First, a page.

Campylobacter continues to be the most commonly reported bacterial enteric pathogen in Minnesota (Figure 2). There were 941 cases of culture confirmed Campylobacter infection (19.1 per 100,000 population) reported in 2002. This is similar to the 953 cases reported in 2001 and represents a 7% decrease from the mean annual number of cases reported from 1997 to 2001 (mean, 1,011 cases; range, 786 to 1,181). The incidence of Campylobacter cases in the Southwestern district (30.0 cases per 100,000 population) was significantly higher than the statewide rate; the Northwestern district had the lowest incidence (14.5 cases per 100,000 population). Fifty-one percent of cases occurred in the seven-county Twin Cities metropolitan area. C. jejuni comprised 90% of the isolates confirmed by MDH, and C. coli comprised 10%.
Fifty percent of case-patients were 20 to 49 years of age, and 12% were 5 years of age or younger. Fifty-eight percent of case-patients were male. Fourteen percent of case-patients were hospitalized; the median length of hospitalization was 2 days. Fifty percent of infections occurred during June through September.
Four outbreaks of campylobacteriosis were detected in 2002, resulting in 12 culture-confirmed cases. One was a food-borne outbreak associated with a restaurant; the other three involved contact with farm animals, including an outbreak due to contact with dead turkeys during flood clean-up activities in Roseau County.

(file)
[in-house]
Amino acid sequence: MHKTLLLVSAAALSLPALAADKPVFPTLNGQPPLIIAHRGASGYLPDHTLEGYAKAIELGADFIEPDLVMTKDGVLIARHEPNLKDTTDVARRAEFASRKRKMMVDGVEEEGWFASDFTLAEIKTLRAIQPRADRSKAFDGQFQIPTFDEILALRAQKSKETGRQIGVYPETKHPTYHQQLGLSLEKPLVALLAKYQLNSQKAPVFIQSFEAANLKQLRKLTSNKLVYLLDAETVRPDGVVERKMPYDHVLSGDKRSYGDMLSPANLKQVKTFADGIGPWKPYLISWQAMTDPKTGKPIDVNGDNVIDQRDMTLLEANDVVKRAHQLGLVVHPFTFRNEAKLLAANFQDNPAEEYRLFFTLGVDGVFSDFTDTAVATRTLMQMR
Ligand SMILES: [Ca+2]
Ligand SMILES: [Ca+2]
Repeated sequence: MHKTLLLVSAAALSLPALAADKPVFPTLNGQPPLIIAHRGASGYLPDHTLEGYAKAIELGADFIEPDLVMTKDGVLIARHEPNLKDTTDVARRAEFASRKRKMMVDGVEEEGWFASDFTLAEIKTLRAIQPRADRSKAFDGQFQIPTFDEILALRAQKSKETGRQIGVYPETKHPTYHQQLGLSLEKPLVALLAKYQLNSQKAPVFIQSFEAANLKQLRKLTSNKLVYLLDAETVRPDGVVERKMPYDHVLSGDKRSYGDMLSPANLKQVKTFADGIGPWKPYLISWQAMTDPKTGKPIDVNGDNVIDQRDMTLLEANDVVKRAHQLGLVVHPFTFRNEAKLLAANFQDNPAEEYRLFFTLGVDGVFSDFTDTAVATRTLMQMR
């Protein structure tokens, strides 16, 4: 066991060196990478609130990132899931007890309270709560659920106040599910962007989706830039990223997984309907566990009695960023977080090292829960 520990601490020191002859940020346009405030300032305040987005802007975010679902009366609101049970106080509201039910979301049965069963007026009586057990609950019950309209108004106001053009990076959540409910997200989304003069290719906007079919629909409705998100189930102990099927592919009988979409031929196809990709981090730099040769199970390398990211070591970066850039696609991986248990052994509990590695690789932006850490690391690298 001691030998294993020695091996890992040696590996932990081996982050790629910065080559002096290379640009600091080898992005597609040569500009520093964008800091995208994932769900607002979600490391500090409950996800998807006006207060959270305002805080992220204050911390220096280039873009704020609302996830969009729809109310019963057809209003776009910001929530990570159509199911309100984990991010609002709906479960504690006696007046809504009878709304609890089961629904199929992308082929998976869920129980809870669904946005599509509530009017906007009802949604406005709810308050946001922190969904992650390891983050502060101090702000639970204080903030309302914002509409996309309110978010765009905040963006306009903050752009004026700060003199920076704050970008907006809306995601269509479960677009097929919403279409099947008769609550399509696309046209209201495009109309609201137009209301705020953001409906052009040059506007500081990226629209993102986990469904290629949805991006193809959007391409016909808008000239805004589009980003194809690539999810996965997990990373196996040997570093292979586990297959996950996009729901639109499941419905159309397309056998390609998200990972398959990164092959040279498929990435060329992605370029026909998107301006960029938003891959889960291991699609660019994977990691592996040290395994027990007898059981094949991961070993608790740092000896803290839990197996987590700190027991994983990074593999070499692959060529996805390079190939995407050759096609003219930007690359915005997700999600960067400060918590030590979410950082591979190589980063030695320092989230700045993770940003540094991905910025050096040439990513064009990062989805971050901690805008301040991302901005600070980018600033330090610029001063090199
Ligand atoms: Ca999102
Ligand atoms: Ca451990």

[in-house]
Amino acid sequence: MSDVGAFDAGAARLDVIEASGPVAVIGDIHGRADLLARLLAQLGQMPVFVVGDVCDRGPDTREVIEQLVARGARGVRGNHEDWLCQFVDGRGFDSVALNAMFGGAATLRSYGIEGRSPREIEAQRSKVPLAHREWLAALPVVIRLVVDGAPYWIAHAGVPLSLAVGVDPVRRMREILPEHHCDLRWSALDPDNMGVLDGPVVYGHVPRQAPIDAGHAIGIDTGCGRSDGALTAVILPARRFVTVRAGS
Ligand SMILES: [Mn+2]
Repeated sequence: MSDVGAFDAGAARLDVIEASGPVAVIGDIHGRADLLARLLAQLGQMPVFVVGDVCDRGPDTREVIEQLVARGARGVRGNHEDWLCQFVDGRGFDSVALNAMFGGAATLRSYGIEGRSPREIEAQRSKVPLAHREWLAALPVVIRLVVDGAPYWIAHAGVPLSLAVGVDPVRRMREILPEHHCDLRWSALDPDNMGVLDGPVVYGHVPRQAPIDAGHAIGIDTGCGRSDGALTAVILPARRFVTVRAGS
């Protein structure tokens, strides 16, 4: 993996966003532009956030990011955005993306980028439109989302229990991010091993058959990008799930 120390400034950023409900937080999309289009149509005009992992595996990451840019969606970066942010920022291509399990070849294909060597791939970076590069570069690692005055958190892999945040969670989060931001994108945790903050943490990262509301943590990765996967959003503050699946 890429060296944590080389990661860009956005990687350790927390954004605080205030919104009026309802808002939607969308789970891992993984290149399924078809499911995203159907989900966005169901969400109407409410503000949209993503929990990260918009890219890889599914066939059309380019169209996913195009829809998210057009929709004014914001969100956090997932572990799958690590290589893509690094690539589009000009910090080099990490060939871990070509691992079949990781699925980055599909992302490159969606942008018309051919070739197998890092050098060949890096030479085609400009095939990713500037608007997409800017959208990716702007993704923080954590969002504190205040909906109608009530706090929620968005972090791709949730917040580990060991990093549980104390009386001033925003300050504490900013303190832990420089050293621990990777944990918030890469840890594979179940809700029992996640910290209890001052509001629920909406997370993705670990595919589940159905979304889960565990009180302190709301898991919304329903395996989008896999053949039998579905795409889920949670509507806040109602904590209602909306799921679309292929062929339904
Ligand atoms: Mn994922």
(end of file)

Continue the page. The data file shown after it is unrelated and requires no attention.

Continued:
A primary feature of public health importance among Campylobacter cases was the continued presence of Campylobacter isolates resistant to fluoroquinolone antibiotics (e.g., ciprofloxacin), which are commonly used to treat campylobacteriosis. From 1992 to 2002, the proportion of C. jejuni isolates from Minnesota residents that were resistant to quinolones increased from 1% to 18%. During 2002, approximately 50% of C. jejuni isolates from patients with a history of foreign travel (regardless of destination) during the week before onset of illness were resistant to fluoroquinolones. Domestically acquired quinolone-resistant C. jejuni infections also have increased significantly since 1996. This increase likely is due largely to the use of fluoroquinolones in poultry (i.e., the primary source of Campylobacter for humans) in the U.S., which began late in 1995.